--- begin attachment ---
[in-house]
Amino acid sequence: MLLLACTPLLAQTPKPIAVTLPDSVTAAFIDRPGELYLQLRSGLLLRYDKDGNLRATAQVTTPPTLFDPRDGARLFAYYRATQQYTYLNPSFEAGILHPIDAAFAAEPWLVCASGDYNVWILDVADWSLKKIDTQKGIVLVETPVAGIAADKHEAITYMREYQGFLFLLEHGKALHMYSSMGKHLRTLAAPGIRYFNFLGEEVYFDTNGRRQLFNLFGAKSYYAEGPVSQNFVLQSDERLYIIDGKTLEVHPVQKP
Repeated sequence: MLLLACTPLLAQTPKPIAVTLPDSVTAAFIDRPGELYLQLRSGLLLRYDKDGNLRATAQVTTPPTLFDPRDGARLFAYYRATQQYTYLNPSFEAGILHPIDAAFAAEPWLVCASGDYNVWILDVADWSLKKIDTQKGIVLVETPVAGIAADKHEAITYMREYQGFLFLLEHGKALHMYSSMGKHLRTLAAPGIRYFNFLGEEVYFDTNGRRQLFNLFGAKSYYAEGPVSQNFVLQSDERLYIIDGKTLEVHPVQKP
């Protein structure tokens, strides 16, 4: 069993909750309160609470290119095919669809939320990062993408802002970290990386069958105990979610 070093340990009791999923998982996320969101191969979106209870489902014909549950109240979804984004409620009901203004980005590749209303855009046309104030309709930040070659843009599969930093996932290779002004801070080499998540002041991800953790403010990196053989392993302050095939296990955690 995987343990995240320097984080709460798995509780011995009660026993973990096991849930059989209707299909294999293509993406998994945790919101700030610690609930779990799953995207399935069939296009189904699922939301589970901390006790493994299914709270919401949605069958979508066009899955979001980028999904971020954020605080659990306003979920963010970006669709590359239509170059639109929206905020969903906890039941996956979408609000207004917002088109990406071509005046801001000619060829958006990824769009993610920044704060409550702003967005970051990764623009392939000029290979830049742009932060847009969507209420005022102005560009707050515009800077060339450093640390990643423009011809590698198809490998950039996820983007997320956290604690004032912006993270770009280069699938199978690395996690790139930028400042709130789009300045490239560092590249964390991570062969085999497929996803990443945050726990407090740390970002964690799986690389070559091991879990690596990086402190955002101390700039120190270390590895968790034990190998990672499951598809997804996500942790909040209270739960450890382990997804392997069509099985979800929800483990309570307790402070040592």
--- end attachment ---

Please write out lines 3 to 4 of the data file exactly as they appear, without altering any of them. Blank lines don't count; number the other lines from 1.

Repeated sequence: MLLLACTPLLAQTPKPIAVTLPDSVTAAFIDRPGELYLQLRSGLLLRYDKDGNLRATAQVTTPPTLFDPRDGARLFAYYRATQQYTYLNPSFEAGILHPIDAAFAAEPWLVCASGDYNVWILDVADWSLKKIDTQKGIVLVETPVAGIAADKHEAITYMREYQGFLFLLEHGKALHMYSSMGKHLRTLAAPGIRYFNFLGEEVYFDTNGRRQLFNLFGAKSYYAEGPVSQNFVLQSDERLYIIDGKTLEVHPVQKP
């Protein structure tokens, strides 16, 4: 069993909750309160609470290119095919669809939320990062993408802002970290990386069958105990979610 070093340990009791999923998982996320969101191969979106209870489902014909549950109240979804984004409620009901203004980005590749209303855009046309104030309709930040070659843009599969930093996932290779002004801070080499998540002041991800953790403010990196053989392993302050095939296990955690 995987343990995240320097984080709460798995509780011995009660026993973990096991849930059989209707299909294999293509993406998994945790919101700030610690609930779990799953995207399935069939296009189904699922939301589970901390006790493994299914709270919401949605069958979508066009899955979001980028999904971020954020605080659990306003979920963010970006669709590359239509170059639109929206905020969903906890039941996956979408609000207004917002088109990406071509005046801001000619060829958006990824769009993610920044704060409550702003967005970051990764623009392939000029290979830049742009932060847009969507209420005022102005560009707050515009800077060339450093640390990643423009011809590698198809490998950039996820983007997320956290604690004032912006993270770009280069699938199978690395996690790139930028400042709130789009300045490239560092590249964390991570062969085999497929996803990443945050726990407090740390970002964690799986690389070559091991879990690596990086402190955002101390700039120190270390590895968790034990190998990672499951598809997804996500942790909040209270739960450890382990997804392997069509099985979800929800483990309570307790402070040592």